Twilight of the Superheroes, by Deborah Eisenberg

Another of my book clubs reads two short stories each month. Reading “Another, Better Otto” by Eisenberg, a new author for me, was one of the most satisfying reading experiences I've ever had. Immediately I hustled to the library and laid my hands on this collection, which includes that story along with five others, and sat down to savor them. Eisenberg's tales stretch out to give us a complex world with characters who tantalise the reader with their many facets. I am going to discuss the story I read for book club, but the other stories rise to the same level.

As we meet him, Otto is agonising over spending Thanksgiving with his family, meaning his siblings and their spouses and children. He and his partner, sweet and gentle William, have successfully avoided familial holiday gatherings for years. He's not sure how he got trapped this time by his somewhat bossy sister, Corinne. Otto congratulates himself for having freed himself from his family. But has he? He and William visit his other sister, Sharon, to pass on the invitation. He loves this damaged girl whose brilliant mind somehow slipped, but it is William who thinks to bring flowers.

Smudged as Sharon's brain has become, it is Otto's mind that we follow down dark and sometimes tortured paths. “Humans were born,” he thinks, “they lived. They glued themselves together in little clumps, and then they died . . Let the organisms chat. Let them talk. Their voices were as empty as the tinkling of a player piano.”

One member of my group suggested that the story shows the evolution of the modern family. What is the role of family today, when women can be both breadwinners and chief nurturers? Protection, perhaps, or mutual support. I have long said that it is the family we choose that matters, not necessarily the one we're born into.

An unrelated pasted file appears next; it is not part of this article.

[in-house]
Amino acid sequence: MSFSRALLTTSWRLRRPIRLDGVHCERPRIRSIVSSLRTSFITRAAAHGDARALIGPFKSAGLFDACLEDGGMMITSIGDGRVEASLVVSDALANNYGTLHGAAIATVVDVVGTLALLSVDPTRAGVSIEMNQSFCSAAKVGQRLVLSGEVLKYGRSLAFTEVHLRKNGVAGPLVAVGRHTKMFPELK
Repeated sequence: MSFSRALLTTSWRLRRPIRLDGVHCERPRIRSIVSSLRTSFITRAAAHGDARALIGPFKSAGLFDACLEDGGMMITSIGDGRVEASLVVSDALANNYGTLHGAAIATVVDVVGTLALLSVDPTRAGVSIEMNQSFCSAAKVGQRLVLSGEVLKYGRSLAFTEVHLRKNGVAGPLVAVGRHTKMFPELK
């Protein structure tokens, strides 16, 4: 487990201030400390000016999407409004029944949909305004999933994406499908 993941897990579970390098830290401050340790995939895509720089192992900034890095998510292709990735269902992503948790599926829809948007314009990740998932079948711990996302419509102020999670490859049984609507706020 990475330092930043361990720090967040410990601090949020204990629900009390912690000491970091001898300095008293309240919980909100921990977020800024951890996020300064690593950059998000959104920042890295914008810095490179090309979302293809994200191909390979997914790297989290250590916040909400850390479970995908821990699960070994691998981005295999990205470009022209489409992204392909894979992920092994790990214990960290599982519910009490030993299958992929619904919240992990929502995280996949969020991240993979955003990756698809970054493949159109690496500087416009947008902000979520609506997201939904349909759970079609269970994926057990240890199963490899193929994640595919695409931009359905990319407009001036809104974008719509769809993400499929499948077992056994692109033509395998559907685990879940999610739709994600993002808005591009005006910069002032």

Yet, as Otto says, “they had been one another's environs as children . . . there had been no other beings close by, no other beings through whom they could probe or illumine the mystifying chasms and absences and yearnings within themselves.” He goes on to acknowledge that “one did have an impulse to acknowledge one's antecedents, now and again.” I remember my aunt on her deathbed laying aside her lifelong quarrel with my mother, saying that my mother was the only person she wanted to see because she was the only one who remembered the things she did.

Even more mysterious is what ties two people together over the decades of our changing, growing selves. At first it's hard to see why William tolerates irascible Otto. Even here, Eisenberg delicately treads the edges of the bond between Otto and William.

Otto's need for connection to William is obvious even as he berates him for his addiction to pop psychology platitudes, but as one person in my group suggested, perhaps that grows out of or relates to his need to connect to himself. Not to be outdone in the platitude department, yet somehow touching what matters, another person said that love is the answer.

How does Eisenberg do it? There is the particular voice of each narrator, the net of images and references unique to each story, the subtlety of language. Most of all, she brings intelligence and much thought to ideas that matter, giving them a depth and complexity I see only too rarely. I have added Eisenberg to that pantheon of authors whose every book I intend to read.

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